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Open letter to COE Human Rights Commissioner - Please do not ignore survivors of prostitution!

[Brussels, 5 March 2024]

Dear Council of Europe’s Human Rights Commissioner Dunja Mijatović,

The European Women’s Lobby is the largest umbrella organisation of women’s associations in Europe with 32 national coordination organisations and 17 European-wide member organisations, representing a total of more than 2,000 women’s rights organisations. We are writing to you today to express our deep concern with your statement entitled “Protecting the human rights of sex workers”.

First, considering the inherent violent nature of prostitution, one cannot banalise it with the “sex work” vocabulary. Prostitution is a form of violence that nourishes itself from different forms of systemic inequalities based on exploitation, sex, poverty, age, ethnicity and migration status. Women and girls are the most affected by prostitution as they represent 90% of persons in prostitution while 97%of so-called “sex-buyers” are men. A report based on 9 countries found that 63% of women in prostitution have reported having been raped since entering prostitution and 71% of women reported physical assault while the United Nations Office on Drugs and Crimes highlighted that women in prostitution are 18 times more likely to be murdered than women of similar age and ethnicity who are not in prostitution. For all these reasons, it is clear that prostitution can never be considered as work.

Second, as your comment refers to consultations that were organised with “sex workers across Europe, their representative organisations, relevant international organisations and experts”, we would like to insist on the need to consult and meet as well with survivors, survivors-led organisations and women’s rights organisations supporting survivors. It is regrettable that survivors’ voices are excluded and that their experiences are silenced and denied while you call for an approach guaranteeing “safety, agency and bodily autonomy” which are precisely what survivors are deprived from in prostitution. We invite you to consult the Brussels’Call organisations list if you would like to get in touch with survivors and women’s rights organisations and give them the opportunity to express their experience.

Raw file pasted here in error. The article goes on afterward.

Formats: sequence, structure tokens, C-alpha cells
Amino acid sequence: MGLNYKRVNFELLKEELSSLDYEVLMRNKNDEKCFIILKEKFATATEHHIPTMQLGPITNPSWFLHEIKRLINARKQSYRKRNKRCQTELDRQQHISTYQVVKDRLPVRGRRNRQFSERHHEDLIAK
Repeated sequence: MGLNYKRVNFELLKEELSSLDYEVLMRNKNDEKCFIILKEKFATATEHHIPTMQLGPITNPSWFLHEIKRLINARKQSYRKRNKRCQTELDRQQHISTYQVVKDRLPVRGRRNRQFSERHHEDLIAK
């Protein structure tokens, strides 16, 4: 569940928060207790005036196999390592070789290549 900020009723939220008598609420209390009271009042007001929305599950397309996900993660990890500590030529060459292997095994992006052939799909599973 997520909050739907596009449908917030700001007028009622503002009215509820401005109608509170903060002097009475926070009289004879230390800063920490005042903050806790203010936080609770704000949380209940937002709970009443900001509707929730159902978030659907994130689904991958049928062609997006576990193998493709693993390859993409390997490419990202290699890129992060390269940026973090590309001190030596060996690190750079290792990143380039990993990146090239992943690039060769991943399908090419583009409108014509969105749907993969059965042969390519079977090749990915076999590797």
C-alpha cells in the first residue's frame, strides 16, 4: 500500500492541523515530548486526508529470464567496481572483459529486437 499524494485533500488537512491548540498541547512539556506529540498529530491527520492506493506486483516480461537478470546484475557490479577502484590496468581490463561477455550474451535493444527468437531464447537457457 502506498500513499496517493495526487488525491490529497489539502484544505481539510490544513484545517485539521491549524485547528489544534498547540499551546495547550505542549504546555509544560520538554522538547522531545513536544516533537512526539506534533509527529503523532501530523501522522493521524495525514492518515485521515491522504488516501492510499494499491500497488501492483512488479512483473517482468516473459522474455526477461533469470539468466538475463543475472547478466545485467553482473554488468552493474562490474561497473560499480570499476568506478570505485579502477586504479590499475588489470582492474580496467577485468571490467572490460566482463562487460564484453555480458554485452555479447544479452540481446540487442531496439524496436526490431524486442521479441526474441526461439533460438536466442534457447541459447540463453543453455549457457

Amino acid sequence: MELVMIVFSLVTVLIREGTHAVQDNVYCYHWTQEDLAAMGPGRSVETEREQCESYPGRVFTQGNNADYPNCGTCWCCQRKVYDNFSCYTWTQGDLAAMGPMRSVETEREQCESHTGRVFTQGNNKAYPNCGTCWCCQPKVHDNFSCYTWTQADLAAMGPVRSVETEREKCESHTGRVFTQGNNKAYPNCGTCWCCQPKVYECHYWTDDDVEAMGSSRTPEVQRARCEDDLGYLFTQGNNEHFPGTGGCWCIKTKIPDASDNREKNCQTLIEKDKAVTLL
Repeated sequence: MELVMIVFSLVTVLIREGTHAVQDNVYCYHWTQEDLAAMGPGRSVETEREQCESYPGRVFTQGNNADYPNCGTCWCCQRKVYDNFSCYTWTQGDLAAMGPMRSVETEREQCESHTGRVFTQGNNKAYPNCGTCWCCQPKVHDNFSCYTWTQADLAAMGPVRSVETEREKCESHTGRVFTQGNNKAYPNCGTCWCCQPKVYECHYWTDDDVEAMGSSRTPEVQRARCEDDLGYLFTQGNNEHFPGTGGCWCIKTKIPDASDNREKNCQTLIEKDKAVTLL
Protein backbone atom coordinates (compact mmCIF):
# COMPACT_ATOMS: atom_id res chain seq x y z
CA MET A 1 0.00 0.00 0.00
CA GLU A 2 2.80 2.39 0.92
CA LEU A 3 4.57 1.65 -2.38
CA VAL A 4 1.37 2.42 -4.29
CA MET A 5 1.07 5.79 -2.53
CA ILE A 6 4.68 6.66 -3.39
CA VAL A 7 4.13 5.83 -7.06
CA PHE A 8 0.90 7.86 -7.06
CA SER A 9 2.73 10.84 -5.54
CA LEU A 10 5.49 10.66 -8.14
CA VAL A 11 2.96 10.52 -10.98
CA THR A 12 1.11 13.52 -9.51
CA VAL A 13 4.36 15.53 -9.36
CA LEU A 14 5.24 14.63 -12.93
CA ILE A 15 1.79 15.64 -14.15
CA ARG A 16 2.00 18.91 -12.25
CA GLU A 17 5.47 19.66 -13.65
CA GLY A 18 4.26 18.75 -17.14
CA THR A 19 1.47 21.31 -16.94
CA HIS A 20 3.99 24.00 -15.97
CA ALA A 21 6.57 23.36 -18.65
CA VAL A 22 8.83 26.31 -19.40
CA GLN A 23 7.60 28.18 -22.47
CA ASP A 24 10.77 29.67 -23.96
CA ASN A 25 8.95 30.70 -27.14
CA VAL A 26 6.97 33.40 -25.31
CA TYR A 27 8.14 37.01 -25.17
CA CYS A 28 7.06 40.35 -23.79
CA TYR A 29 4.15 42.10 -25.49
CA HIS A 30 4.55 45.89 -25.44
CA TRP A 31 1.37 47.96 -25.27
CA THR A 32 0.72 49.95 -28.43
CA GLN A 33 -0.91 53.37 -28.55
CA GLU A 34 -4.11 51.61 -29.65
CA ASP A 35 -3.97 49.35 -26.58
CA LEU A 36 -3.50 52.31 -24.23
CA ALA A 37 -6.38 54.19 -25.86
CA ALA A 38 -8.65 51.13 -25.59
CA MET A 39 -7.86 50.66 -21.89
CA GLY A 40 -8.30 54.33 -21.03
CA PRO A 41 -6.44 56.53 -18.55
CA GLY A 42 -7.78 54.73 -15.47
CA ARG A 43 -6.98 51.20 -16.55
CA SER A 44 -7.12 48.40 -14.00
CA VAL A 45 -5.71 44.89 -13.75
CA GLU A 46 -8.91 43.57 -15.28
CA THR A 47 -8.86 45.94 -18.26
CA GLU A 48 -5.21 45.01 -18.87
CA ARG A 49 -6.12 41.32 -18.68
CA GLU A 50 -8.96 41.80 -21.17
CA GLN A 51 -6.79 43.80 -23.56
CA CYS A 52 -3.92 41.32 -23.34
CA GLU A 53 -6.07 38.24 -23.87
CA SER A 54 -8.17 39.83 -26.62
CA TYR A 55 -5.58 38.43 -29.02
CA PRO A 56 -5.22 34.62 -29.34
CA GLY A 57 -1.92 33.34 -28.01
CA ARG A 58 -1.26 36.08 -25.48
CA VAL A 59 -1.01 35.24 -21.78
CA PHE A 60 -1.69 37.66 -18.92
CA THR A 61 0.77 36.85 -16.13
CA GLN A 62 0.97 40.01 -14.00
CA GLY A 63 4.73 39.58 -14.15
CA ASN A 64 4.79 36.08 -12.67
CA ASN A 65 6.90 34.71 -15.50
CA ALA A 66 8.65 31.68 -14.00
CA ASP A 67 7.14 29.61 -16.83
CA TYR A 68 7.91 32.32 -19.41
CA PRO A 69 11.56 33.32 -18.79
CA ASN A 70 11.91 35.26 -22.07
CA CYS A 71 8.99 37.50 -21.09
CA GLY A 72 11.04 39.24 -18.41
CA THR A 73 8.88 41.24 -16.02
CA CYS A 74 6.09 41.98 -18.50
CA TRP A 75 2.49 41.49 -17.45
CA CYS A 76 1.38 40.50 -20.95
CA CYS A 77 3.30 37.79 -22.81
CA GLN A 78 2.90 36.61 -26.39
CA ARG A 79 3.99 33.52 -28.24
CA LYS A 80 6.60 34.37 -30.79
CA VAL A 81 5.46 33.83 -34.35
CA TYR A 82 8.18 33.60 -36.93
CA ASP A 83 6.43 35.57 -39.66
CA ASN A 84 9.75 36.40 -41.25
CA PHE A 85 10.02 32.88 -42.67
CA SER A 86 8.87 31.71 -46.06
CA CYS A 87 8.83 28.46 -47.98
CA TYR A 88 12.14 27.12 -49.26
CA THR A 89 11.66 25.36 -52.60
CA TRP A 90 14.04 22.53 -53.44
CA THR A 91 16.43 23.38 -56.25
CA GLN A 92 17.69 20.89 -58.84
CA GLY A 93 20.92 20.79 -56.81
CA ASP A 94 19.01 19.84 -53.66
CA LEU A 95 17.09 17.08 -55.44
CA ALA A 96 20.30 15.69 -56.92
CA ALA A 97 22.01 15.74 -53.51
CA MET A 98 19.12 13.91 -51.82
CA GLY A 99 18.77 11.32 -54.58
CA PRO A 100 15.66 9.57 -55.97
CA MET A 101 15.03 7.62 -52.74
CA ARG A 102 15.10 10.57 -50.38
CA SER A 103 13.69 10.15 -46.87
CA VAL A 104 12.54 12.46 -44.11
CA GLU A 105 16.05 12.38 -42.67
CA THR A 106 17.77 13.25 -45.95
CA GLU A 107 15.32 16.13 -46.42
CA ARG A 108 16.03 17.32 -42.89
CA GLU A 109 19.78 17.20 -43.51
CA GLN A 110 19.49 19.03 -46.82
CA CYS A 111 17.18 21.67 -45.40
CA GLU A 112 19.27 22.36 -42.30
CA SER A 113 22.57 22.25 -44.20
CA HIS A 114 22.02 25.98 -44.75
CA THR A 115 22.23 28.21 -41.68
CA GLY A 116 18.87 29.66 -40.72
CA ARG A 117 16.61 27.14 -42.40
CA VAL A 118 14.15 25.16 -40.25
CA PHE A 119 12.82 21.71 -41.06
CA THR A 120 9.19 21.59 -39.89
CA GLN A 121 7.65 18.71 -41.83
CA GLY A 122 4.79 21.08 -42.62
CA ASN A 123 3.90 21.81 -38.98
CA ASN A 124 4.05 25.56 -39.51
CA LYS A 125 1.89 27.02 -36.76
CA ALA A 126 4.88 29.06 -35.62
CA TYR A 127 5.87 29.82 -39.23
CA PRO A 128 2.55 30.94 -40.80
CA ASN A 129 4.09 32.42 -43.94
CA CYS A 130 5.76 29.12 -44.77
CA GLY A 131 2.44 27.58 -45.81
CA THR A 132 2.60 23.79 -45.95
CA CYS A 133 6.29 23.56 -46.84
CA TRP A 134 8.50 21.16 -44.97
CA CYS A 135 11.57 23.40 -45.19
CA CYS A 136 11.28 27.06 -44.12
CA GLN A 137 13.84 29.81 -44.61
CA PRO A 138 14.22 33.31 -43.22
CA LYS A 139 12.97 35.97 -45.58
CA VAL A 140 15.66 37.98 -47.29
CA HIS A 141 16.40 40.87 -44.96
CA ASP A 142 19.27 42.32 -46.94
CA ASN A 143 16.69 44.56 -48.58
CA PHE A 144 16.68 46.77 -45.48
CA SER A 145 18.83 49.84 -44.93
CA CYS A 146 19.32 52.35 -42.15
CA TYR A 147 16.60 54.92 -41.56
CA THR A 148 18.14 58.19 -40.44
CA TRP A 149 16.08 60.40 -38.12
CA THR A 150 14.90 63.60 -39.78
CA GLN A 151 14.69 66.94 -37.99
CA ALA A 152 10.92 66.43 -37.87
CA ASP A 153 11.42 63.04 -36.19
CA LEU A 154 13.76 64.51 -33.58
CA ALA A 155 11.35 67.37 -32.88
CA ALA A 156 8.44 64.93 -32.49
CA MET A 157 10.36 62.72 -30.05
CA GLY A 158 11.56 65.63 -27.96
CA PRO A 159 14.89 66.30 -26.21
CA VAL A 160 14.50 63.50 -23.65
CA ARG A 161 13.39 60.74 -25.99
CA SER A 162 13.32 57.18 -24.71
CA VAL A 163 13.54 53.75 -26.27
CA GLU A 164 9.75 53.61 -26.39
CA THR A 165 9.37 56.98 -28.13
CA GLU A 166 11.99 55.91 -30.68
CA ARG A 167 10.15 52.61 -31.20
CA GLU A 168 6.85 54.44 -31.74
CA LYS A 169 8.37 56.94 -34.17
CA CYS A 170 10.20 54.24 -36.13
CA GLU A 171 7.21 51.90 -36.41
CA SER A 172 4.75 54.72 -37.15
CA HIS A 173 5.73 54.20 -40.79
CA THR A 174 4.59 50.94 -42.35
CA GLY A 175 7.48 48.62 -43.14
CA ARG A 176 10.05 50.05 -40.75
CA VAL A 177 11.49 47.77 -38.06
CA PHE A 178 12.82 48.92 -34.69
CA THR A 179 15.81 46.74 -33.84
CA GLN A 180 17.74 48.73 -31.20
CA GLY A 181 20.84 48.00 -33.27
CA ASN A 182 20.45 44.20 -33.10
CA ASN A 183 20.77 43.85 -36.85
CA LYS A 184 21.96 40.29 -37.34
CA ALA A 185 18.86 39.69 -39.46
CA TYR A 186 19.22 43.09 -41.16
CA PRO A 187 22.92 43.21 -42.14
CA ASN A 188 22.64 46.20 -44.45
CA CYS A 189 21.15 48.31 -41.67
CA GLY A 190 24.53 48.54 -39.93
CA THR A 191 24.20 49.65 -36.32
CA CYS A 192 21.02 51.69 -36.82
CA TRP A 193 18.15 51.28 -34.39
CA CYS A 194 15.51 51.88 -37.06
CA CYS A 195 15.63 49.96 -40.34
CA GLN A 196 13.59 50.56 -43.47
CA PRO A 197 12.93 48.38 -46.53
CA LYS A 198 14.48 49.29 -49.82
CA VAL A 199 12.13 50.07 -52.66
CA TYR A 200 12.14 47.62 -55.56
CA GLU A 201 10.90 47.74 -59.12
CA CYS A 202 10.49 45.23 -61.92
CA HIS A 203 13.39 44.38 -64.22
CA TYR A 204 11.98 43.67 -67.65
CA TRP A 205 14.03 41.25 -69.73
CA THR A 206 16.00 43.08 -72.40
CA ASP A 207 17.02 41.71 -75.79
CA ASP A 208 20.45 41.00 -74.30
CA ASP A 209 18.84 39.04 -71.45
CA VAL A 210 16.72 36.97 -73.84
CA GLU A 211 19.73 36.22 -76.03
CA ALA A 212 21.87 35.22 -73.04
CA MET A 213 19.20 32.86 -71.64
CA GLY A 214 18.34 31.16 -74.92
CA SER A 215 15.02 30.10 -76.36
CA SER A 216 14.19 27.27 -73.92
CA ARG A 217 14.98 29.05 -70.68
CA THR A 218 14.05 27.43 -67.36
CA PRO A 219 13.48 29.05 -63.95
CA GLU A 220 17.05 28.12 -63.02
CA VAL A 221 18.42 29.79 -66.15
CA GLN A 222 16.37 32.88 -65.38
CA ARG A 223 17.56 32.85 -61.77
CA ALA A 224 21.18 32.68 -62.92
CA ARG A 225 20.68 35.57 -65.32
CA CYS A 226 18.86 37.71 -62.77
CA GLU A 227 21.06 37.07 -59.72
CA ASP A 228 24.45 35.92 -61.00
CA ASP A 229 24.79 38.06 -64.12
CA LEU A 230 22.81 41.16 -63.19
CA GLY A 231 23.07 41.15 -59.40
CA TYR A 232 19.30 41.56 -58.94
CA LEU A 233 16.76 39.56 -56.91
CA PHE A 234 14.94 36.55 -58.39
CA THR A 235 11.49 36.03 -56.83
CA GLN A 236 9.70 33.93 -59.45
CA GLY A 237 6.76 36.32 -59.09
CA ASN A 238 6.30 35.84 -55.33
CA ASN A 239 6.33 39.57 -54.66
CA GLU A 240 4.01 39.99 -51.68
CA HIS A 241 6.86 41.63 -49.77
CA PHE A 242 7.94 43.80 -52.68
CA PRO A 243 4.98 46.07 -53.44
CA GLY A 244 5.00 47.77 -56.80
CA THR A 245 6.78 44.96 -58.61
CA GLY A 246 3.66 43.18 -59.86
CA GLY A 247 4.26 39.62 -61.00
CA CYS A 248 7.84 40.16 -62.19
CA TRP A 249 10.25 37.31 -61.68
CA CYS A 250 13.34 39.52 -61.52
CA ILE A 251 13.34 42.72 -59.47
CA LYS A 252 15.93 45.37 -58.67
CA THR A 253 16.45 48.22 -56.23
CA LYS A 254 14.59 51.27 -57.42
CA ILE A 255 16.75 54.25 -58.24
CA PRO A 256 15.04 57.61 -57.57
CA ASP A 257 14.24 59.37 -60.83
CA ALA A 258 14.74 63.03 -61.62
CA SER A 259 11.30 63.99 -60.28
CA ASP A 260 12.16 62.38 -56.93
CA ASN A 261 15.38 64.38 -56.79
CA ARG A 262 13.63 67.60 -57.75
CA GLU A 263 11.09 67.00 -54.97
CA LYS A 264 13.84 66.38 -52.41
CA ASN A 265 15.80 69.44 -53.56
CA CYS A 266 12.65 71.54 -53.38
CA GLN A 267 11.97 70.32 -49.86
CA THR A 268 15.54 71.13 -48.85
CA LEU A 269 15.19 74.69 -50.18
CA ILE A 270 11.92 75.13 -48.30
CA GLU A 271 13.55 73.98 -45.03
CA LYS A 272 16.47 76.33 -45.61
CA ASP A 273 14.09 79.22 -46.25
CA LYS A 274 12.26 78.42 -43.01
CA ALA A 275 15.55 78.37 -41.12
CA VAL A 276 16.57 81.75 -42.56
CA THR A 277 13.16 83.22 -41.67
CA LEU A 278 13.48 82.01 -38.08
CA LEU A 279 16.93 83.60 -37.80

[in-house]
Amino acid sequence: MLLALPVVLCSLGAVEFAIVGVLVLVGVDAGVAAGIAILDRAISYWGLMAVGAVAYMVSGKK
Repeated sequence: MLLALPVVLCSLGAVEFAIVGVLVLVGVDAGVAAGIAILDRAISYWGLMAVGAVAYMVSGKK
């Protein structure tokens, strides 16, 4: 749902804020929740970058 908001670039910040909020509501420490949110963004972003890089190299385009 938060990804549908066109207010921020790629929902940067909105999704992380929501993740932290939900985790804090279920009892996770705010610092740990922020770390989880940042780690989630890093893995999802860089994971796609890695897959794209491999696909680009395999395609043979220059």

Third, while we could not agree more that persons in prostitution should have equal access to basic human rights, services, and legal protections, the issue of accessing rights has less to do with the legal status of prostitution than it has with the migratory status of the person: if someone is legally staying in a country, they can have access to basic rights including testing and health care. If they are undocumented, they will not have access to these rights including in countries that legalise prostitution and decriminalise sex-buyers.

Fourth, while we absolutely agree that persons in prostitution should never be criminalised, we invite you to consult more sources on the criminalisation of the purchase of sex, pimping, and brothel-keeping as studies prove that this legal model is efficient as illustrated in countries like Sweden, Ireland and France among others. On the contrary, several decision-makers in Germany and Netherlands recognised that their legal model of prostitution is a failure and that they regret having implemented it. In other words, the Equality model does not increase stigmatisation and violence as prostitution is inherently violent - on the contrary it puts the burden of shame and responsibility on sex-buyers and third parties that exploit women’s bodies and precarity. Besides, last September, the European Parliament recognised the measures of the Equality Model as the best ones to tackle the form of violence that is prostitution.